What is your relationship with Danny Meyer today?
Very friendly, partially
because I worked for him and we kept bumping into each other throughout the
years, AND my wife works for him.  One thing I learned from him is to pay
attention when someone talks to you.  If you’re talking to Danny, the
world could crumble and he would not lose his concentration on the

After your tenure at USC, you moved to the west
coast, then back again to NYC.  What was it about New York that
brought you back? 

In the early nineties, Seattle was all about overcooked salmon.  But that’s not fair.  I missed New York, the food, my friends, and I guess I just did not see what the Pacific Northwest had to offer.  Also my first marriage was on the fritz.

You took a hiatus from the kitchen to work at the
Chelsea Wine Mart, eventually becoming the wine buyer and store manager.
What was the reason for this career shift?
The restaurant where I was
the chef de cuisine, Cena, under Normand Laprise from Montreal’s
Toque restaurant, did not fare that well and after one year it closed its
doors.  I was pretty discouraged and burned out, so I applied for a job at
the Chelsea Wine Vault.  I thought “why not?”  They gave me a great
opportunity and I discovered that food and wine is a marriage made in
heaven.  Sounds corny but remember until then I was a kitchen rat and not
really used to the finer things in life.

At what point did you realize it was time to leave
Chelsea Wine Mart and open Trestle on Tenth?
Opening my own restaurant
was always my dream—whose isn’t it?  I guess two or three years into the
wine gig I realized that something was missing in my life and of course it was
cooking.  I learned a lot and even today, I still put wines of wine makers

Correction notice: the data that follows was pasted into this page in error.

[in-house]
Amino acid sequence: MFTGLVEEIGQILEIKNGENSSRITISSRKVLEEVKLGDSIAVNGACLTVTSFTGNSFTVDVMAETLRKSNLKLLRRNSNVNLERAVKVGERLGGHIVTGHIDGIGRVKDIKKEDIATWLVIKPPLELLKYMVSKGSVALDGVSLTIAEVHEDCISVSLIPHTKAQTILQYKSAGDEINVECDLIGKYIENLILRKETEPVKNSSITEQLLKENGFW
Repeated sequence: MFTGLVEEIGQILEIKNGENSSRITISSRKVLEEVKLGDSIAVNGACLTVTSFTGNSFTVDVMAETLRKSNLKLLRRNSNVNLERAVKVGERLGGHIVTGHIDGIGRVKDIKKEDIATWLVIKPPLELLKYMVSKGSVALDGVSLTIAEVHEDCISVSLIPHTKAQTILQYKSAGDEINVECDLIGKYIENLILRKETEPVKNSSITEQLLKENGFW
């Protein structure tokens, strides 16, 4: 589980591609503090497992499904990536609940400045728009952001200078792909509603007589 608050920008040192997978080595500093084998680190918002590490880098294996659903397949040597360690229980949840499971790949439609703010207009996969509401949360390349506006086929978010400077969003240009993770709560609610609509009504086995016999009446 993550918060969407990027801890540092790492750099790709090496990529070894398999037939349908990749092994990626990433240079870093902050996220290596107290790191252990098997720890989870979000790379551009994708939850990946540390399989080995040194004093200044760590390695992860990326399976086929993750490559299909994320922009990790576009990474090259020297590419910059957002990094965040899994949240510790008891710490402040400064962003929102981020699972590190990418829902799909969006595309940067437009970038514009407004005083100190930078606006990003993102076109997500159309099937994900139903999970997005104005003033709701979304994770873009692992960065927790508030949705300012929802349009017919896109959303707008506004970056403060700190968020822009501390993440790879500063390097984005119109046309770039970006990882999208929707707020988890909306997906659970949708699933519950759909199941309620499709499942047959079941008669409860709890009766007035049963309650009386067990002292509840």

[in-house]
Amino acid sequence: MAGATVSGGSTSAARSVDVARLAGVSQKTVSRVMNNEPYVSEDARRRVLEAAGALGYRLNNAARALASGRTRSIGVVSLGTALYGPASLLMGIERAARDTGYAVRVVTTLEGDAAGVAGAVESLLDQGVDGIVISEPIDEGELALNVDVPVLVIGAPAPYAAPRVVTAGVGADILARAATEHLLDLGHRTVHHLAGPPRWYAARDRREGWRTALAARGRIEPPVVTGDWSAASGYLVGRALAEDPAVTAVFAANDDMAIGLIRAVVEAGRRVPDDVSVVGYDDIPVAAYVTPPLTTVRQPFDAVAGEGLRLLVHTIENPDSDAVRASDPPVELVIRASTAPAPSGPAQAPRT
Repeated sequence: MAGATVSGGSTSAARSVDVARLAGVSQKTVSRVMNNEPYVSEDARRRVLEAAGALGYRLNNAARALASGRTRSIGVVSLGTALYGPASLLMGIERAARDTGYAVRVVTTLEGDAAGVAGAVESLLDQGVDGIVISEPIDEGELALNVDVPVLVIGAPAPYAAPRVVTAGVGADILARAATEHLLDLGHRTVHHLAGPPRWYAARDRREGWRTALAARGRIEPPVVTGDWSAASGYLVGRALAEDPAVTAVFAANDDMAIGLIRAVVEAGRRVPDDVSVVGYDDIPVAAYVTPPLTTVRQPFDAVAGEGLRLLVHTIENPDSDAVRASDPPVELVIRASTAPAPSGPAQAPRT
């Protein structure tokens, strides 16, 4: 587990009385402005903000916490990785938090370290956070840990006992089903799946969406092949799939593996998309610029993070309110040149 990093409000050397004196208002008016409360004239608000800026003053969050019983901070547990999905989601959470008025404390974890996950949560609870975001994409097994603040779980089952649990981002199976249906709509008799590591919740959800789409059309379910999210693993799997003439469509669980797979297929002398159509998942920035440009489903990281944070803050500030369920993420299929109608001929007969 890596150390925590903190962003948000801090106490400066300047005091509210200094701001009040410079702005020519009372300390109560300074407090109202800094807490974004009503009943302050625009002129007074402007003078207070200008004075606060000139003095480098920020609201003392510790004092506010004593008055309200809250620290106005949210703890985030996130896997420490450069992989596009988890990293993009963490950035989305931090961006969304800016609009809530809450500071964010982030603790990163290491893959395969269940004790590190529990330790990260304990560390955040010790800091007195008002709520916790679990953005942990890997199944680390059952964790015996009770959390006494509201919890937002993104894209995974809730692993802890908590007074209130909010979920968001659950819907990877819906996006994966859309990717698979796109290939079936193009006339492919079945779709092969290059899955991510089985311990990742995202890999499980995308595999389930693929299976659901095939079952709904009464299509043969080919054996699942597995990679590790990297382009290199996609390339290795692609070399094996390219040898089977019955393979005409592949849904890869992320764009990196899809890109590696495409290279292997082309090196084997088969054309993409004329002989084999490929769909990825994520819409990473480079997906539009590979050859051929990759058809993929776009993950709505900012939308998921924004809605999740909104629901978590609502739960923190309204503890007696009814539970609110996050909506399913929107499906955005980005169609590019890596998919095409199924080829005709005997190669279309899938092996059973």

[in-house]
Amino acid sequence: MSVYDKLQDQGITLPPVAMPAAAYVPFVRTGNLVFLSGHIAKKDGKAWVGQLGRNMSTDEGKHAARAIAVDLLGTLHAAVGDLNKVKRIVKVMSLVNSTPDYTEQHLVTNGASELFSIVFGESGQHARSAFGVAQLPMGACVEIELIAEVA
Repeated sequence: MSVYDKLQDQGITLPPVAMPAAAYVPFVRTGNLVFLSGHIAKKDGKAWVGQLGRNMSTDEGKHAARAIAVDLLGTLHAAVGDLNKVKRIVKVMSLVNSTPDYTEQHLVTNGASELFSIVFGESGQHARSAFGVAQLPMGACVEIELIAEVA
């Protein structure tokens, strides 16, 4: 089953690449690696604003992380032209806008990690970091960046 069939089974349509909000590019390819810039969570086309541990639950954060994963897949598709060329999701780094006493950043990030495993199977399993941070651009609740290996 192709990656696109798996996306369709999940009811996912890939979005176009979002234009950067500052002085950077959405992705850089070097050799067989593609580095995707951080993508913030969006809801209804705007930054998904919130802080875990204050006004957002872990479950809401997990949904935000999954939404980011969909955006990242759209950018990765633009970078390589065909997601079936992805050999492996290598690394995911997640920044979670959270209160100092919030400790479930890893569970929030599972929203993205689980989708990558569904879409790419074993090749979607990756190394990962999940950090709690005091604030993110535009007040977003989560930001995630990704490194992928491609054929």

I met on my trips on my wine list.  It’s important to me, that connection.

What’s your favorite dish on Trestle on Tenth’s
menu, and why?
I would have to say the
crépinette of pork with sautéed spinach and pork jus.  Just one bite, it
melts in your mouth, the succulent pork, the sweet savoy cabbage and the
caramelized onions all wrapped in crispy fat.  It doesn’t get better.
Honest.  If there would be crépinette flavored toothpaste, I would use
it.  Or the duck necks.

What’s your least favorite dish (and yes, you must
pick one)?
My goodness!  I had a
dish on in the beginning, it was a stuffed veal breast.  It never came
together.  I’m still tinkering with it and perhaps one day the dish will
work.  Reality is when you open a restaurant, everything has to be perfect
or you get kicked between the eyes.

What is your junk food of choice?
Barbeque flavored kettle

Other than your own, what’s your favorite restaurant
in NYC?
I like the Diner in Brooklyn very much, including Marlow and Sons.  Have you read their quarterly magazine? Brilliant.

What culinary trend do you most embrace?
“Hoof and Snout” cooking.

What trend do you wish would die
Super-mega restaurants on
steroids. Ultimately, it really does not bother me.  If people want to be
treated like cattle, be herded around a 15- million dollar restaurant by snooty
waiters, pay $18 for a gin and tonic, that’s their choice of course.

What’s next on the horizon for you? Are there
any plans for Trestles on other Streets or Avenues? Spill the beans…
Nah, Trestle has plenty of
space to grow and mature. (Unless my wife wants to open her own boite.)

Until we eat again,
Restaurant Girl